The US boasts a strong tourism economy worth around $1.2 trillion, but which places or cities make up the biggest pieces of that pie? Who attracts the most domestic and international travelers? For example, the National Park Service advertised that its 423 properties contributed $28.6 billion to the economy in 2020 through visitor spending (and that was during the COVID recession; usually more).
It can now be assumed that, due to its relative newness as a tourist attraction, cannabis, on the contrary, may generate exponentially less income than our national parks. But such an assumption would be wrong. According to a new report from Forbes, cannabis tourism is a rapidly growing sector. In fact, they estimate that it is currently a $17 billion industry—nearly 60% of the value of national parks. This is evidence that the dawn of herbal tourism is near. ForbesAccording to Will Yakovich and Suzanne Rowan Kelleher, the company has room to grow.
The initial success isn’t surprising when you look at the statistics: 62% of marijuana smokers over the age of 21 and with an annual family income of over $50,000 are reportedly interested in a cannabis-centric travel experience, according to a study cited by MMGY Travel Intelligence. on Forbes. In addition, according to the Harris Poll, 50% of all millennials said that access to legal recreational cannabis was important when choosing a vacation spot, and 43% said they had already chosen places because cannabis was legal there.
“By 2025, 50% of US travelers will be millennials,” said Brian Applegart, founder of the International Cannabis Travel Association. Forbes. “And their attitudes towards cannabis consumption are extremely normalized compared to today’s stigmatized industry leaders.”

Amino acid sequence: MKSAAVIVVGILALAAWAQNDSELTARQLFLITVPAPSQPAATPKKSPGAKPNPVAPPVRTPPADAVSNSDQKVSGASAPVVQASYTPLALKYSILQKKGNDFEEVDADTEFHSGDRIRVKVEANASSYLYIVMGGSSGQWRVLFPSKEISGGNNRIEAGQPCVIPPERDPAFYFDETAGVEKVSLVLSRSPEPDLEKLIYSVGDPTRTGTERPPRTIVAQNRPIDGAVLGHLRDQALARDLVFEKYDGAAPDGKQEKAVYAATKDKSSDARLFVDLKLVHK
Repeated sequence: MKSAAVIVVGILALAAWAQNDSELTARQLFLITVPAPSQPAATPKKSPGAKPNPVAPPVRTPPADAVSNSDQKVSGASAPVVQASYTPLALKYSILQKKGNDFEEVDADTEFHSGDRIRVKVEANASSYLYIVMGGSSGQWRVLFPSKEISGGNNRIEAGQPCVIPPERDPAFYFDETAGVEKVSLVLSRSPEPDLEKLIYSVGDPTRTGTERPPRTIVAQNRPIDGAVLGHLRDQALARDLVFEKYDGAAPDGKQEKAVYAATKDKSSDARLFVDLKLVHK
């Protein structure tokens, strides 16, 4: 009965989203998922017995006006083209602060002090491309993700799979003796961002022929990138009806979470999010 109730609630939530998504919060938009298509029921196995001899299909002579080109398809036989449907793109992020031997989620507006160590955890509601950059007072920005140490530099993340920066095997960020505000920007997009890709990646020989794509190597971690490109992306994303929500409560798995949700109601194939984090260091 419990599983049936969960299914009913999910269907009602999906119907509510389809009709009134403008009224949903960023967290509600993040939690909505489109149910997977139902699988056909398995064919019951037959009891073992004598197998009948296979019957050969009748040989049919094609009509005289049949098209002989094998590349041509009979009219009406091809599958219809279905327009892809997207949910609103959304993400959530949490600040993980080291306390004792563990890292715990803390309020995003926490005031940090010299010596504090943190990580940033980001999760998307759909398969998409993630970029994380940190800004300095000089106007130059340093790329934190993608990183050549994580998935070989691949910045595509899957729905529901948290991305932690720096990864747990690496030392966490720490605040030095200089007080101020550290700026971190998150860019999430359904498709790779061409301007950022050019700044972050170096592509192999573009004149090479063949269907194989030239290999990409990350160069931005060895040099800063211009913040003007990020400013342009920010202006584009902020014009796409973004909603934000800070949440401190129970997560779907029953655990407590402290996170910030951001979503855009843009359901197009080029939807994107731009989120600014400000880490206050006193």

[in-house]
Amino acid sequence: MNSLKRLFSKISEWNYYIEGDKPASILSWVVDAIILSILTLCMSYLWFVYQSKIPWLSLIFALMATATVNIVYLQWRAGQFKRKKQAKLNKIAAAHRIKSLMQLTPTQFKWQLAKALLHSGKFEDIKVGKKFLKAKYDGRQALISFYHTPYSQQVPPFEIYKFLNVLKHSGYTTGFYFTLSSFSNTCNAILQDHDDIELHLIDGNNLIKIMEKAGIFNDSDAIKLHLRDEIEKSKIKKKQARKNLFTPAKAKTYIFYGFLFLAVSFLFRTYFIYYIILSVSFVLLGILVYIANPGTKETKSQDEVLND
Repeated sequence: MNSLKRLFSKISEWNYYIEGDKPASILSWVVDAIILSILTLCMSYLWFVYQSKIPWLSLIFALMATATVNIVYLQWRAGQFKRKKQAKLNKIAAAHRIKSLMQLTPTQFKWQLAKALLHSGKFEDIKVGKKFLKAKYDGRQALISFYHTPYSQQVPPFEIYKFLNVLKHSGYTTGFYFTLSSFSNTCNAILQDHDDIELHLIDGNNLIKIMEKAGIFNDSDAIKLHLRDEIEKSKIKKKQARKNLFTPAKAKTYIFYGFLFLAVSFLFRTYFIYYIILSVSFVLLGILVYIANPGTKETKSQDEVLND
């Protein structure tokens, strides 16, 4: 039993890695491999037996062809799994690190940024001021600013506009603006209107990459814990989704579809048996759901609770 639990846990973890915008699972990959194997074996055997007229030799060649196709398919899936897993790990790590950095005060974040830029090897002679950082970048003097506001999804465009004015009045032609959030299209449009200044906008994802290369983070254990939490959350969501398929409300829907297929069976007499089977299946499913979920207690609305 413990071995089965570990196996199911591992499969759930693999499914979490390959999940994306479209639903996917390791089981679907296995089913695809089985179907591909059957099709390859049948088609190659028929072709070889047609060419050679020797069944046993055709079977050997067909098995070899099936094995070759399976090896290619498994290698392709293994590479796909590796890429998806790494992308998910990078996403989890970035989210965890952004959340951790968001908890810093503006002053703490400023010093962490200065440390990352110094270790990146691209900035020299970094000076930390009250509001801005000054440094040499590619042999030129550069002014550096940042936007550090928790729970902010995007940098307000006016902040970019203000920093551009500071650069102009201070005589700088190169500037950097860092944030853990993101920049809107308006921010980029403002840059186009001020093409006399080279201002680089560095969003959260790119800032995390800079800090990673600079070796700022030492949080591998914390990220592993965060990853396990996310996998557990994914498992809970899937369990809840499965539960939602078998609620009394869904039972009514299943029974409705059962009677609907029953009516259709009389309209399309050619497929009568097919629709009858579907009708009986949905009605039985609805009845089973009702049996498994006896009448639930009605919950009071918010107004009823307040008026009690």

Of course, this doesn’t mean that all of the $17 billion in tourism revenue came directly from the sale of cannabis – it isn’t. Of the $25 billion in legal cannabis sales in 2021, only $4.5 billion came from tourists, but Forbes The same tourists are estimated to have invested $12.6 billion in restaurants, hotels and other attractions. The idea is that cannabis-focused businesses aren’t the only ones to benefit from a surge in tourist interest – revenue is revenue.
For the uninitiated: Recreational marijuana is legal in 19 states as well as Washington, D.C., and medical use is legal in more than 35 states, with Colorado being the first to create a recreational marijuana market after passing a ballot initiative in 2012. Fast forward to 2018 and a study conducted in Journal of Tourism Marketing and Management showed that perceptions of marijuana had changed and that Colorados became increasingly supportive of cannabis-related tourism as ways in which they could personally benefit began to emerge.
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